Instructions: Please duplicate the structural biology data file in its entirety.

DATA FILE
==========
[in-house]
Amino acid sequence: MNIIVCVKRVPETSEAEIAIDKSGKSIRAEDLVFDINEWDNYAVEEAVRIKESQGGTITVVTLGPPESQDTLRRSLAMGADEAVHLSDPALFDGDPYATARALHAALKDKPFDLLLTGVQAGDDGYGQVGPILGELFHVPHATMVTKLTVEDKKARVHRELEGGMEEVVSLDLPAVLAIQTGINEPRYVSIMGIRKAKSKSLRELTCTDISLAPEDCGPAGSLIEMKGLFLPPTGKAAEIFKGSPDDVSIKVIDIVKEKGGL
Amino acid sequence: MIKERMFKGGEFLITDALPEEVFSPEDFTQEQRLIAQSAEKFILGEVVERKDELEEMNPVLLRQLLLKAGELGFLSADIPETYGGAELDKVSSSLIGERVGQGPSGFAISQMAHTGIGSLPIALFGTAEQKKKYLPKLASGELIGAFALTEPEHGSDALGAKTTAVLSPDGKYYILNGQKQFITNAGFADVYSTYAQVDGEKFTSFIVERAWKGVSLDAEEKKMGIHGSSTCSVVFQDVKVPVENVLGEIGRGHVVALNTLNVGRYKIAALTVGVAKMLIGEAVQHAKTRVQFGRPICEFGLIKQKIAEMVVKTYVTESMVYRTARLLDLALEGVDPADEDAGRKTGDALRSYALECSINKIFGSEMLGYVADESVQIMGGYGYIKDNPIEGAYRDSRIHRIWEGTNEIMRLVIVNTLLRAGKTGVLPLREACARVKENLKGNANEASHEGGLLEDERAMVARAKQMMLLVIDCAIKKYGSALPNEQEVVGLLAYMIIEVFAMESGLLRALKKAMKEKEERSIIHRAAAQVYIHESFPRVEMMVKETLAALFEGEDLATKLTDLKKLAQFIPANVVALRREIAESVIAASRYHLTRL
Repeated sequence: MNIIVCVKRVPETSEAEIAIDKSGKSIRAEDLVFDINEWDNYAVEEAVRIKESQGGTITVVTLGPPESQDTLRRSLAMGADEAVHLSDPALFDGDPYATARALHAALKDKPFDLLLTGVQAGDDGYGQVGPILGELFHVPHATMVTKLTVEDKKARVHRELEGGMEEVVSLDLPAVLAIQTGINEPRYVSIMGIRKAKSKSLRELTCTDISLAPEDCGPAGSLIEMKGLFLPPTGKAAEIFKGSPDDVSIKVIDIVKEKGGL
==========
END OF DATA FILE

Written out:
[in-house]
Amino acid sequence: MNIIVCVKRVPETSEAEIAIDKSGKSIRAEDLVFDINEWDNYAVEEAVRIKESQGGTITVVTLGPPESQDTLRRSLAMGADEAVHLSDPALFDGDPYATARALHAALKDKPFDLLLTGVQAGDDGYGQVGPILGELFHVPHATMVTKLTVEDKKARVHRELEGGMEEVVSLDLPAVLAIQTGINEPRYVSIMGIRKAKSKSLRELTCTDISLAPEDCGPAGSLIEMKGLFLPPTGKAAEIFKGSPDDVSIKVIDIVKEKGGL
Amino acid sequence: MIKERMFKGGEFLITDALPEEVFSPEDFTQEQRLIAQSAEKFILGEVVERKDELEEMNPVLLRQLLLKAGELGFLSADIPETYGGAELDKVSSSLIGERVGQGPSGFAISQMAHTGIGSLPIALFGTAEQKKKYLPKLASGELIGAFALTEPEHGSDALGAKTTAVLSPDGKYYILNGQKQFITNAGFADVYSTYAQVDGEKFTSFIVERAWKGVSLDAEEKKMGIHGSSTCSVVFQDVKVPVENVLGEIGRGHVVALNTLNVGRYKIAALTVGVAKMLIGEAVQHAKTRVQFGRPICEFGLIKQKIAEMVVKTYVTESMVYRTARLLDLALEGVDPADEDAGRKTGDALRSYALECSINKIFGSEMLGYVADESVQIMGGYGYIKDNPIEGAYRDSRIHRIWEGTNEIMRLVIVNTLLRAGKTGVLPLREACARVKENLKGNANEASHEGGLLEDERAMVARAKQMMLLVIDCAIKKYGSALPNEQEVVGLLAYMIIEVFAMESGLLRALKKAMKEKEERSIIHRAAAQVYIHESFPRVEMMVKETLAALFEGEDLATKLTDLKKLAQFIPANVVALRREIAESVIAASRYHLTRL
Repeated sequence: MNIIVCVKRVPETSEAEIAIDKSGKSIRAEDLVFDINEWDNYAVEEAVRIKESQGGTITVVTLGPPESQDTLRRSLAMGADEAVHLSDPALFDGDPYATARALHAALKDKPFDLLLTGVQAGDDGYGQVGPILGELFHVPHATMVTKLTVEDKKARVHRELEGGMEEVVSLDLPAVLAIQTGINEPRYVSIMGIRKAKSKSLRELTCTDISLAPEDCGPAGSLIEMKGLFLPPTGKAAEIFKGSPDDVSIKVIDIVKEKGGL